Ideal for: Couples and groups looking for a sustainable city break.

4. Kolarbyn, Skinnskatteberg, Sweden

Two hours from Stockholm, Sweden’s ‘most primitive hotel’ is swathed in wilderness, offering lodgings to only the most intrepid of tourists. Comprising 12 forest huts, each with two beds and a (sustainably-sourced) wood heater, Kolarbyn leaves no stone unturned in its mission for all guests to be completely at one with nature.

Fancy a wash? A jaunt to the spring it is: any water used has to be fetched from here. Hungry? Guests must cook everything from scratch using only the most primitive of kitchen tools, and are encouraged to incorporate as much local, organic produce as possible into their fare.

Facilities include: 12 huts, candles and matches, rugs, basic kitchen facilities, access to big hut (45 seats) if not occupied.

Ideal for: Nature lovers for whom ‘creature comforts’ does not feature in their vocabulary.

5. Can Sala, near Girona, Spain

Can Sala offers much to the solace-seeking tourist, but a stay here warrants a couple of days’ respite at least: guests are discouraged from using this lodging as a mere pit-stop on their travels. The location is far from Girona’s city centre, and visitors are invited to experience the hostel’s ethos rather than treat it as a crash pad.

A stay at Can Sala is defined by the owners’ embracing – and protecting – the environment; they ensure the on-site shop is stocked only with organic produce, maintain a natural swimming pool for their guests to use and base their water and agricultural systems on permaculture.

Facilities include: 29 beds, swimming pool, internet access and Wi-Fi, laundry service, common area, outside area.

Ideal for: Outdoors-y types seeking activity by day, peace by night.

6. Hostel Reykjavik City, Reykjavik, Iceland

An eco-certified lodging since 2004, Reykjavik City Hostel’s green credentials extend beyond its walls to the city itself. The team’s aim is to ‘contribute towards a style of travelling that increases people’s knowledge of their environment’ and ‘respect for the cultural values of cities and towns,’ and as such has made sure there is ample scope to make the most of the capital by way of promoting green methods of travel: guests are encouraged to travel to and from the hostel by bike or on foot. From an extensive recycling system to organised glacial tours, when it comes to environmental awareness this hostel’s features rectify the cause and home in on the effect.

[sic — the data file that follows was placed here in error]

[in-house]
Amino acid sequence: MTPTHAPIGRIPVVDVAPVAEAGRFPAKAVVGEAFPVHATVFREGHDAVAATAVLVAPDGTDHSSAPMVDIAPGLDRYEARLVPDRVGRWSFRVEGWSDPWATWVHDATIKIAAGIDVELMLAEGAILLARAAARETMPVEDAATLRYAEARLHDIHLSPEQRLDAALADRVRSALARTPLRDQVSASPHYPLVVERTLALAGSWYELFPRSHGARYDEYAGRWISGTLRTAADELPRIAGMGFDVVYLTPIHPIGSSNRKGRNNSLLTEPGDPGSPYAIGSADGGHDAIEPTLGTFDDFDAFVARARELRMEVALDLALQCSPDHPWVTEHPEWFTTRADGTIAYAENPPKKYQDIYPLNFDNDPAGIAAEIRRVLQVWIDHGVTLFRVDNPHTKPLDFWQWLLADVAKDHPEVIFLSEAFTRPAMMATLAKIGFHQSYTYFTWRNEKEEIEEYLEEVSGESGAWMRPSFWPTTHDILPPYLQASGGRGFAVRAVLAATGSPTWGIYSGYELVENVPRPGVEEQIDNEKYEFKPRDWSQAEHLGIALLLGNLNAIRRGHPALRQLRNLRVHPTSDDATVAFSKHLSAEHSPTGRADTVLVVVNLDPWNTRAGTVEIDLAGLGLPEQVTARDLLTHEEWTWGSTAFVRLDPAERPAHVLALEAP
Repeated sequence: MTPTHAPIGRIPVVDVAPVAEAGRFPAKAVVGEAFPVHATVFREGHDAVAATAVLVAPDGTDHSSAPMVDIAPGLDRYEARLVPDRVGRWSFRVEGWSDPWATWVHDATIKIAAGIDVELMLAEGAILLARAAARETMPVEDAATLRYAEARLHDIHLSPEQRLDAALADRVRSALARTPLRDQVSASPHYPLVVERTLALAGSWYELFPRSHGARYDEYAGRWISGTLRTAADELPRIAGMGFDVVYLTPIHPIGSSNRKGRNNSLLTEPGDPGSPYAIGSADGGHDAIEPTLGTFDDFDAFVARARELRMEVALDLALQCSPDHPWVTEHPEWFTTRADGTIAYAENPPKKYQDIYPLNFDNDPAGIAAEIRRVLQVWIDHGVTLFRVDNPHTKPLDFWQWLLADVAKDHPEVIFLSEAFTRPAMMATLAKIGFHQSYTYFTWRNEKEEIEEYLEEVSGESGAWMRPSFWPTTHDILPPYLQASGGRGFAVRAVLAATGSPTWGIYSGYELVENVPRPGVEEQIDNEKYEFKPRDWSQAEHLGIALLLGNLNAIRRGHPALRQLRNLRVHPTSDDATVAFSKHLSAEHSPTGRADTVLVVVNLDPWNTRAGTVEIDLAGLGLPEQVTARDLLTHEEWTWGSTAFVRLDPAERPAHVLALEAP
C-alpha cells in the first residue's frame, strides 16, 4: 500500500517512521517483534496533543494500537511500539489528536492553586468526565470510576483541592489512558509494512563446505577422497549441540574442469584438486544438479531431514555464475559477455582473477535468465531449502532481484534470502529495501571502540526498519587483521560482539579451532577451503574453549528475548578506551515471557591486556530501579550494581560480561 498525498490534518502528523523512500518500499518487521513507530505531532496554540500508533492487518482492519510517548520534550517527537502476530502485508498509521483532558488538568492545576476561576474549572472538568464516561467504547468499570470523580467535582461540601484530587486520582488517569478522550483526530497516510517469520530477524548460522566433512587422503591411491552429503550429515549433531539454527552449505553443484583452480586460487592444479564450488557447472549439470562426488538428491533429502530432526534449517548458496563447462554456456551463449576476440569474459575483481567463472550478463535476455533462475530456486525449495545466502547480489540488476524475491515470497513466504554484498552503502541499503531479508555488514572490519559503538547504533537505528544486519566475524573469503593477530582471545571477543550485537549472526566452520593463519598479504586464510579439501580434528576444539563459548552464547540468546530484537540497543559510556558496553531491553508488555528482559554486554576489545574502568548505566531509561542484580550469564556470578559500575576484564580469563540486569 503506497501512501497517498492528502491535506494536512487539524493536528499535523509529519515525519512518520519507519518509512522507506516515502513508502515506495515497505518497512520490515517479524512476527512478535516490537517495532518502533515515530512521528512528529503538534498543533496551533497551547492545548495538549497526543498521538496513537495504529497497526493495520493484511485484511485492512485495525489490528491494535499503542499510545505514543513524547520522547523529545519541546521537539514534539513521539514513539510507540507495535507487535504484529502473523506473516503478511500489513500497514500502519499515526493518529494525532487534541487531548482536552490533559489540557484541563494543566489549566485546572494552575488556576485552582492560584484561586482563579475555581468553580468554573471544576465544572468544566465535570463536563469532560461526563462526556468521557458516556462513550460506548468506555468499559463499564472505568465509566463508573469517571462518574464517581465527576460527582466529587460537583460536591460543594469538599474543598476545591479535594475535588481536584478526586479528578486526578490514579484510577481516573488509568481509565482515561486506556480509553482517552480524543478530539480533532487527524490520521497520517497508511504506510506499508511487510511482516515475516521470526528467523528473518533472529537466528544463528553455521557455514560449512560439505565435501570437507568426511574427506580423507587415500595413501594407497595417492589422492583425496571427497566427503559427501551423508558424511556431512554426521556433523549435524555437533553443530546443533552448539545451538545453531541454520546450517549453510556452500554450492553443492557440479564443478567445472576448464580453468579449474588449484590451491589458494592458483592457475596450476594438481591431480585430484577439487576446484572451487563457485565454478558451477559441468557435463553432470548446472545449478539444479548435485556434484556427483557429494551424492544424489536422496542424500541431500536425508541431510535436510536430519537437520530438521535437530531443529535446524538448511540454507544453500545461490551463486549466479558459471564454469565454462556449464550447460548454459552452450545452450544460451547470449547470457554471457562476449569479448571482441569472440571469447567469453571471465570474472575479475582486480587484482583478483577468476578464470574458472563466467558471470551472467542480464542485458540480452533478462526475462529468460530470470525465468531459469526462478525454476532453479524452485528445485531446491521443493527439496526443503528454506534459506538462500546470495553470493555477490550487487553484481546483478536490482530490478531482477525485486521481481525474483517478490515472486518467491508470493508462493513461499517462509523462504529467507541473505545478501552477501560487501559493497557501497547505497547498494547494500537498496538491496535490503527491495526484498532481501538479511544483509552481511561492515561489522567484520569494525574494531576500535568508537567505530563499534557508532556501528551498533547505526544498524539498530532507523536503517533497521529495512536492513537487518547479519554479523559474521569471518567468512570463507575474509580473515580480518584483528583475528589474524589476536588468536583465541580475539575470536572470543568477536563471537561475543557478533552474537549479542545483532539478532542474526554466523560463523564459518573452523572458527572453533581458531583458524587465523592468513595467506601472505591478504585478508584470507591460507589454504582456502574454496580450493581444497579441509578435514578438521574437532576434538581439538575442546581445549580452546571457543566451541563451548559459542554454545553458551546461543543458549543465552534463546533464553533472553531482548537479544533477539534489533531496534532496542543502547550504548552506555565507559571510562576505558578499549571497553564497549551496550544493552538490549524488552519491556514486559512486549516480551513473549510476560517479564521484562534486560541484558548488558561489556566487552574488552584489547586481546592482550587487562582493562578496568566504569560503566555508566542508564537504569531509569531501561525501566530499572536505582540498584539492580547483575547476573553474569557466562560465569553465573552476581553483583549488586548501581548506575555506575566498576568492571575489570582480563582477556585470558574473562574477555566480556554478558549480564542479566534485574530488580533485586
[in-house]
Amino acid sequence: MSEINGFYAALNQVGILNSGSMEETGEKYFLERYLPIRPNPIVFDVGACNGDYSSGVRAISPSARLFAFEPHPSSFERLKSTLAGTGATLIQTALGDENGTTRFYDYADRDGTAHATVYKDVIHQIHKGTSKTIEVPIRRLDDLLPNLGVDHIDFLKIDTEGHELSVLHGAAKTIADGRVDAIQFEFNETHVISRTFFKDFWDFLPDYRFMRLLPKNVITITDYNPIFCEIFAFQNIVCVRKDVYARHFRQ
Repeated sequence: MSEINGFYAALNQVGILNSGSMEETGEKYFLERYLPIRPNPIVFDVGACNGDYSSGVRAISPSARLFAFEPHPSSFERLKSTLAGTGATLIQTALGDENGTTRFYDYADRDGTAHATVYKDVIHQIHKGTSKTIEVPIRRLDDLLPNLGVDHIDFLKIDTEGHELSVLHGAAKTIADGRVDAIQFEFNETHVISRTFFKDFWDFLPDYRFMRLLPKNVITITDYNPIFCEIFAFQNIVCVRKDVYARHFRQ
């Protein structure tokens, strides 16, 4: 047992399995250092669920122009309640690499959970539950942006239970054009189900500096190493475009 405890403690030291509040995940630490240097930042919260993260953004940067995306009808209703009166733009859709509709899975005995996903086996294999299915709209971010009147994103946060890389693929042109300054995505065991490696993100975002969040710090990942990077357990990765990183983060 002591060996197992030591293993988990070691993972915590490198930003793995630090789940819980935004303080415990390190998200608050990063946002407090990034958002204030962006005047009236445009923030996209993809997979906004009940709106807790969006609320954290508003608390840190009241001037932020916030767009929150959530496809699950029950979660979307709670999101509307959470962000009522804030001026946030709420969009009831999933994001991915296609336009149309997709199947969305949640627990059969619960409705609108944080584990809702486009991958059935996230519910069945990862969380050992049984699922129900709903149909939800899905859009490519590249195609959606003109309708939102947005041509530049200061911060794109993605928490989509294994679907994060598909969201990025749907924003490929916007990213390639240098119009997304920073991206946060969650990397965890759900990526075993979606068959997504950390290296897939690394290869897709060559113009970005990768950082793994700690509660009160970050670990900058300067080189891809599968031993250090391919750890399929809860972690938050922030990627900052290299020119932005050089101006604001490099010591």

Facilities include: 170 beds, garden, TV room, self-catering kitchen, playground, games room, internet access.

Ideal for: Couples and groups looking for an alternative city escape.

7. Palace Hostel Schlossherberge, Vienna, Austria

Open 24 hours a day in one of Europe’s most lively cities, you’d be forgiven for thinking this hostel’s primary aim was to lure in the masses. Yet proving that this can be done in an environmentally-conscious way, Hostel Schlossherberge has been awarded an Austrian eco-label for its commitment to sustainable tourism, as demonstrated by its bike rental scheme, organic breakfast products and recycling initiatives. Surrounded by vineyards, meadows and forest, this hostel is ideally placed for a city-cum countryside retreat.

Facilities include: 164 beds, games room, lounge area, bike hire, laundry service, TV room, outside area, internet access in public areas.

Ideal for: Sports fans: ballgame facilities reign supreme here.

Have you visited one of these hostels? Think you know of an even greener place to stay? Share your thoughts!